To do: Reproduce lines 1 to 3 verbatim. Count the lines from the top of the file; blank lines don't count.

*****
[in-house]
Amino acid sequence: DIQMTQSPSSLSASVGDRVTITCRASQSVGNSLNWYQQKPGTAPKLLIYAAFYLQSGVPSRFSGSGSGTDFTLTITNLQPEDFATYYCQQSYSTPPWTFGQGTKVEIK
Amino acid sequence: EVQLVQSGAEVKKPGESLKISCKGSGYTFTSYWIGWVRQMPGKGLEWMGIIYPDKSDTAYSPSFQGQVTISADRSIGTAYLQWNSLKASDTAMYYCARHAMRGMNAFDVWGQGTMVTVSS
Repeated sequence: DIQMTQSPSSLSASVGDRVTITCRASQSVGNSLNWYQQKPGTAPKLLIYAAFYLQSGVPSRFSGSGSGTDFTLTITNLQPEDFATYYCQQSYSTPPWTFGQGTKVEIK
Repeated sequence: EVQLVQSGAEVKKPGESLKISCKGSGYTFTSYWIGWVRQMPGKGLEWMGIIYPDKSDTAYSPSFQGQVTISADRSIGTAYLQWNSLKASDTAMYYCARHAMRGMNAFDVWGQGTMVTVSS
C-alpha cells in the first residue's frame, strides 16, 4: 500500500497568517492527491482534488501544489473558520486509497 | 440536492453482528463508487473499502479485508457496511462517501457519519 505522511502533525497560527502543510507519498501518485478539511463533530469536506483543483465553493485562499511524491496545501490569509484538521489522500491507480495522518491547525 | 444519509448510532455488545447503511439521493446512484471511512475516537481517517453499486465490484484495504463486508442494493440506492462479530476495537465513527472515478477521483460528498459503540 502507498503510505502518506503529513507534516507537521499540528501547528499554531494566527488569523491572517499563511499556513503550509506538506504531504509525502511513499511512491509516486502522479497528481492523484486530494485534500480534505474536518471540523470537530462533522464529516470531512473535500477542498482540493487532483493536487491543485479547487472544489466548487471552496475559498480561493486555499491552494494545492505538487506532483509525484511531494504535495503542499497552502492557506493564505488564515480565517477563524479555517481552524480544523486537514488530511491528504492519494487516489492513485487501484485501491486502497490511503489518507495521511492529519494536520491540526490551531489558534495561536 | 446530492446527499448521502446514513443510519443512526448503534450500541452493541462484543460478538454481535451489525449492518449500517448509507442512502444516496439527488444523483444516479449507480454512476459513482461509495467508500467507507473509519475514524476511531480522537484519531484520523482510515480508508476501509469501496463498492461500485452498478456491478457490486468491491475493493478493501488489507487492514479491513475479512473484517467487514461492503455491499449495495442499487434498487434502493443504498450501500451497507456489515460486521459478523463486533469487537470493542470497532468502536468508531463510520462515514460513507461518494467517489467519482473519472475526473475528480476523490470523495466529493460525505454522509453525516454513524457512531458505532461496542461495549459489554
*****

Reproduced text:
[in-house]
Amino acid sequence: DIQMTQSPSSLSASVGDRVTITCRASQSVGNSLNWYQQKPGTAPKLLIYAAFYLQSGVPSRFSGSGSGTDFTLTITNLQPEDFATYYCQQSYSTPPWTFGQGTKVEIK
Amino acid sequence: EVQLVQSGAEVKKPGESLKISCKGSGYTFTSYWIGWVRQMPGKGLEWMGIIYPDKSDTAYSPSFQGQVTISADRSIGTAYLQWNSLKASDTAMYYCARHAMRGMNAFDVWGQGTMVTVSS